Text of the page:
Published Jul 01, 2013With bulging cheeks and bulging eyes, Trombone Shorty delivered on Sunday night what will surely be a defining moment of the 34th annual Montreal Jazz Festival. The native son of New Orleans' three-minute-plus trumpet solo came mid-set and had the audience members holding their breath in tandem with him — he played continuously without once removing his lips from his mouthpiece during the solo, nearly doubling over afterward. By then, he'd let each of the 800 or so attendees they were witnessing something special.
The incredibly dexterous 27-year-old trombonist, trumpeter and vocalist, along with backing band Orleans Avenue, played a very early set, particularly by New Orleans standards. Otherwise known by real name Troy Andrews, Trombone Shorty grew up playing trombone in Treme second lines and later, in French Quarter clubs. The wealth of experience was evident on a set marked by unconventional, energetic and hard-hitting covers of "American Woman," "St. James Infirmary" and "I've Got A Woman."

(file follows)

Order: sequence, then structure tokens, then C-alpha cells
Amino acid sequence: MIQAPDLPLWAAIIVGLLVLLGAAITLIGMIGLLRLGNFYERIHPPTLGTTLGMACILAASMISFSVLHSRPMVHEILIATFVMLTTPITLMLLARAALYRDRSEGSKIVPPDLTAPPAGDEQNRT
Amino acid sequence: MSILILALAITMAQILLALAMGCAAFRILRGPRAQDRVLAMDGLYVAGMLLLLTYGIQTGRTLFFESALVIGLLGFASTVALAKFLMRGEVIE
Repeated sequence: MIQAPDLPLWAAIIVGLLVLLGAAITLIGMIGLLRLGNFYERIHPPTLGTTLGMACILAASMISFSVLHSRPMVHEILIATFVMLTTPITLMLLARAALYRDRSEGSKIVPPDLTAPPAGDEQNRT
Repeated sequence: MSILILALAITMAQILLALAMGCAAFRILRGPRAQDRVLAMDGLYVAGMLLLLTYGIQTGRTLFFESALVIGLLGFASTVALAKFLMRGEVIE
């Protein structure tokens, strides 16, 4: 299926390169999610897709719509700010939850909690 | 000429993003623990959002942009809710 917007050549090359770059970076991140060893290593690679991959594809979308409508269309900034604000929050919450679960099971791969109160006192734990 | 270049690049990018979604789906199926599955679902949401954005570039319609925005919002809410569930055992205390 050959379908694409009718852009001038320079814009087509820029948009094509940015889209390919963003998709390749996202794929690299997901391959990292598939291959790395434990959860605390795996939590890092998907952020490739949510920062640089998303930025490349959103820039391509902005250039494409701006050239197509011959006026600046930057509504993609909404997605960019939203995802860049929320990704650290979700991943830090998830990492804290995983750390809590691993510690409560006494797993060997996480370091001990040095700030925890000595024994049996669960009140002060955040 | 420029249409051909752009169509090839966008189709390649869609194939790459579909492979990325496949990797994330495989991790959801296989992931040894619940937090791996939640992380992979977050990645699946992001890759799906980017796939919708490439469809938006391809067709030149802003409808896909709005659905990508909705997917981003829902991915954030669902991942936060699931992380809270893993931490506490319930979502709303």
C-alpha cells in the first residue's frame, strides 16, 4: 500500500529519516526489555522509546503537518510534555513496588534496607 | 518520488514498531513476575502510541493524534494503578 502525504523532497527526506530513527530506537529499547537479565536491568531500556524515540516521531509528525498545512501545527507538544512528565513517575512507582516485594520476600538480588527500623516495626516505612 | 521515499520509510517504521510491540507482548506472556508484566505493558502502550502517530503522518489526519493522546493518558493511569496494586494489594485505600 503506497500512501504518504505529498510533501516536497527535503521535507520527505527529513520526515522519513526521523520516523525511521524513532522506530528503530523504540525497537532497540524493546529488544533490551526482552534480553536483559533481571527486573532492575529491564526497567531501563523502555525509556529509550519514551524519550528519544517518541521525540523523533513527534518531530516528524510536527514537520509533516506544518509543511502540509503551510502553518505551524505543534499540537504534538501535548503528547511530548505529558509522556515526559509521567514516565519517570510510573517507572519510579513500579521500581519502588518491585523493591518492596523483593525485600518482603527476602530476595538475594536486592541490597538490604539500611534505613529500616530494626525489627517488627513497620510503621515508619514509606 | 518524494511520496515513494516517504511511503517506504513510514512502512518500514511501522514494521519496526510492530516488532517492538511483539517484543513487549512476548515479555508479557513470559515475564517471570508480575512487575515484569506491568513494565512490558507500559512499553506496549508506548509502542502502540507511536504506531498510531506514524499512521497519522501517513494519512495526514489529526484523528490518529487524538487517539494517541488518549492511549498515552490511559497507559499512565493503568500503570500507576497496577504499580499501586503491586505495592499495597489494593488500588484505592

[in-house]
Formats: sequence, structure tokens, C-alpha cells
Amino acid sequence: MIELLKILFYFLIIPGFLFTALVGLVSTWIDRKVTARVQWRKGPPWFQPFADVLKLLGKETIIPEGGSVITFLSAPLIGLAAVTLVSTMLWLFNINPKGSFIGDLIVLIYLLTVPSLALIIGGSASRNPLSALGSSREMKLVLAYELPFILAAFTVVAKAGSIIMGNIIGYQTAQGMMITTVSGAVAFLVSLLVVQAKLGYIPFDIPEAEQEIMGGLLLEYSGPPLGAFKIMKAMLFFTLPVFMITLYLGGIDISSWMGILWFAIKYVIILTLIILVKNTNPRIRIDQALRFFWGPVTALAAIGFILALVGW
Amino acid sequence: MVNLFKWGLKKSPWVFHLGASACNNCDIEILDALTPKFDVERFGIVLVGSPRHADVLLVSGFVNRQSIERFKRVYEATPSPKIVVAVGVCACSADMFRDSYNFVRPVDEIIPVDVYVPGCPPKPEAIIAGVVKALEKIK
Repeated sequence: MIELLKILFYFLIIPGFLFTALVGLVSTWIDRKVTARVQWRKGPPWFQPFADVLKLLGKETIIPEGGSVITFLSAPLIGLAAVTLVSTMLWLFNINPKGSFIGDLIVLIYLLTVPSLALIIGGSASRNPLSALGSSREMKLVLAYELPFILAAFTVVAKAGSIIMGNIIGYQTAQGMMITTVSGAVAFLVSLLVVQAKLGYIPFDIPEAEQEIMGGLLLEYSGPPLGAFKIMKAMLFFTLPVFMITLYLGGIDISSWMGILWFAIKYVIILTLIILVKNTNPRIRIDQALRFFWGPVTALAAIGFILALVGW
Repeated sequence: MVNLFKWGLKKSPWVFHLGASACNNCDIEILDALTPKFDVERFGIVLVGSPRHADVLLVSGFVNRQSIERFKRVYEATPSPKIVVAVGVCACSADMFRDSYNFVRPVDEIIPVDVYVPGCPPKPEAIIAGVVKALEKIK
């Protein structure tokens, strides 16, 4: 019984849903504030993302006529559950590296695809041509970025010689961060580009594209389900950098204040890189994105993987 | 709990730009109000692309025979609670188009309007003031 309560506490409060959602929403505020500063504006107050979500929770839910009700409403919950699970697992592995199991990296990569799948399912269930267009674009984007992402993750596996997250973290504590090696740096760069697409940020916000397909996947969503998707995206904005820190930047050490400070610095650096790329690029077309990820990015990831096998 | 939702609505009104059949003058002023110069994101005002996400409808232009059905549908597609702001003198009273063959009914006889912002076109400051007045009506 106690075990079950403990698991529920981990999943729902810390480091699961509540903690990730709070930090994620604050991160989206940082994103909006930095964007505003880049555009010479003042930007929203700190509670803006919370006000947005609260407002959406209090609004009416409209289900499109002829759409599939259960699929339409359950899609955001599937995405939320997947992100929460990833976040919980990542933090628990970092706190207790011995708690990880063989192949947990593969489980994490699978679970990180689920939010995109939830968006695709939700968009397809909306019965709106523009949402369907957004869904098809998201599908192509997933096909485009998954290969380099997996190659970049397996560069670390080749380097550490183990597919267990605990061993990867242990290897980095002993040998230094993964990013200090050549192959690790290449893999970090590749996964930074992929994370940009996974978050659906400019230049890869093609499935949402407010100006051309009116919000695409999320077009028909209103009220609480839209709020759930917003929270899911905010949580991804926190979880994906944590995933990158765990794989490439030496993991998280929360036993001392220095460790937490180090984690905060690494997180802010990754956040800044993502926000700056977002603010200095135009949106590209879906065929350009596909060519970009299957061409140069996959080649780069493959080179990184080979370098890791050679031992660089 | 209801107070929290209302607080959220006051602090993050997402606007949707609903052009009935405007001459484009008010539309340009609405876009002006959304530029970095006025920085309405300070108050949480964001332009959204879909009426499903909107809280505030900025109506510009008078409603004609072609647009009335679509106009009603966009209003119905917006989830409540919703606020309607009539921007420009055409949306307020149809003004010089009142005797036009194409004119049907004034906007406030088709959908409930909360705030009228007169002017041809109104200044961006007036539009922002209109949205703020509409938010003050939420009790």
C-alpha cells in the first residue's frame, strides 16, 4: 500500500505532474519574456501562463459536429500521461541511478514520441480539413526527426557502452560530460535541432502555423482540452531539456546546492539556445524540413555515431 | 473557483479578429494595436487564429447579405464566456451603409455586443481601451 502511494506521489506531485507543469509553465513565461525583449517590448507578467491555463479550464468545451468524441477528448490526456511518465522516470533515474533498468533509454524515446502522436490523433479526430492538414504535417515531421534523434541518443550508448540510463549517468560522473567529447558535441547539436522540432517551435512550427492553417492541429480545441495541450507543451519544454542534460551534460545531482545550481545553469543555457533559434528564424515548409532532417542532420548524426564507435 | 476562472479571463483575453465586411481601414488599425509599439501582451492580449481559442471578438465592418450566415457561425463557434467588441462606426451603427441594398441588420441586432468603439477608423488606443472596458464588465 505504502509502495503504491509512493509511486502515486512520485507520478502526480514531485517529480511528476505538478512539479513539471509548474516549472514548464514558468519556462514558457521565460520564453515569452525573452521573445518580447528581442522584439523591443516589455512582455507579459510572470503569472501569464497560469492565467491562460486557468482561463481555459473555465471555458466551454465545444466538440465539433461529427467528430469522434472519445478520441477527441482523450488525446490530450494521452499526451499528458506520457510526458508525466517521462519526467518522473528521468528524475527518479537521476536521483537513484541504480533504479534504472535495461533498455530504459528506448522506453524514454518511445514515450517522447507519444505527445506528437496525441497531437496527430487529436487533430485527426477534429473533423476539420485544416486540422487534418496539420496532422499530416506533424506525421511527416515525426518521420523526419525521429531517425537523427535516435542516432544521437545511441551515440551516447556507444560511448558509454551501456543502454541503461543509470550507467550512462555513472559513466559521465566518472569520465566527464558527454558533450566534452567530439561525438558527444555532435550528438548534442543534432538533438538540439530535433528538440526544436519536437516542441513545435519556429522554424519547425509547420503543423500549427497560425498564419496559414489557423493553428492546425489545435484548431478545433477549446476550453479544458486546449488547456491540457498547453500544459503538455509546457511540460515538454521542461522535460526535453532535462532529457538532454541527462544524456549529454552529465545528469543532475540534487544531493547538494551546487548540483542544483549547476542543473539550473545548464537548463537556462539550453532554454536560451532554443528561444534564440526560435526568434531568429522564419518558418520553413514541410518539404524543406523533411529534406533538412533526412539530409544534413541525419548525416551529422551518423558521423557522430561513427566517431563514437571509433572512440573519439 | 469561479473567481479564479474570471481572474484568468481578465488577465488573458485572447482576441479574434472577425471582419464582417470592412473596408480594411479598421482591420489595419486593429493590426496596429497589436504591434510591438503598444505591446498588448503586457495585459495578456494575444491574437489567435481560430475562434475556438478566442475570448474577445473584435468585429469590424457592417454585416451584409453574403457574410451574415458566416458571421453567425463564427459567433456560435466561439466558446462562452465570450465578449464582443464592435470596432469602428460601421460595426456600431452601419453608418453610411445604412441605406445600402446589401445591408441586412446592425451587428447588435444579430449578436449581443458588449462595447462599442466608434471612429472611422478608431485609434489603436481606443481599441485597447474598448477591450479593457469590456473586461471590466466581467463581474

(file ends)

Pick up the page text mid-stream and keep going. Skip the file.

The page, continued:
Each member of Orleans Avenue got their shot at a solo throughout the set, revealing their ample qualifications as individuals. But it was the ensemble playing that really triumphed here, particularly on staccato collabs between Trombone Shorty and baritone and tenor sax men Dan Oestreicher and Tim McFatter. The band's musicality was further proved during a playful battle between guitarist Pete Murano and bassist Michael "Bass" Ballard, and the finale where each member grabbed a drumstick and a spot at Joey Peebles's kit to drive the set on home. A truly remarkable, if short, set.